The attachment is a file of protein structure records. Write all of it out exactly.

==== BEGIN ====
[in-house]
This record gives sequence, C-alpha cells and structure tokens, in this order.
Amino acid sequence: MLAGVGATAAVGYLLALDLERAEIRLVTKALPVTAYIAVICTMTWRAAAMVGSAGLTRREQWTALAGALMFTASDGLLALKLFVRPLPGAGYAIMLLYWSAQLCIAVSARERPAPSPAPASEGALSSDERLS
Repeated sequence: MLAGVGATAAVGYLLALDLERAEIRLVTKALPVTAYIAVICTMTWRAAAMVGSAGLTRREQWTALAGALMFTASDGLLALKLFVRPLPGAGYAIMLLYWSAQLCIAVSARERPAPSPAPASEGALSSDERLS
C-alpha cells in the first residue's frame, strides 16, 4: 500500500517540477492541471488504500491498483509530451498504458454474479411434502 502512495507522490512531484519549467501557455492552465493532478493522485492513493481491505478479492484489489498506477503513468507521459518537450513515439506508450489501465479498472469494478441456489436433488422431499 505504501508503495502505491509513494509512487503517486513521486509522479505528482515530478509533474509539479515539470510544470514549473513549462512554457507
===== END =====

[in-house]
This record gives sequence, C-alpha cells and structure tokens, in this order.
Amino acid sequence: MLAGVGATAAVGYLLALDLERAEIRLVTKALPVTAYIAVICTMTWRAAAMVGSAGLTRREQWTALAGALMFTASDGLLALKLFVRPLPGAGYAIMLLYWSAQLCIAVSARERPAPSPAPASEGALSSDERLS
Repeated sequence: MLAGVGATAAVGYLLALDLERAEIRLVTKALPVTAYIAVICTMTWRAAAMVGSAGLTRREQWTALAGALMFTASDGLLALKLFVRPLPGAGYAIMLLYWSAQLCIAVSARERPAPSPAPASEGALSSDERLS
C-alpha cells in the first residue's frame, strides 16, 4: 500500500517540477492541471488504500491498483509530451498504458454474479411434502 502512495507522490512531484519549467501557455492552465493532478493522485492513493481491505478479492484489489498506477503513468507521459518537450513515439506508450489501465479498472469494478441456489436433488422431499 505504501508503495502505491509513494509512487503517486513521486509522479505528482515530478509533474509539479515539470510544470514549473513549462512554457507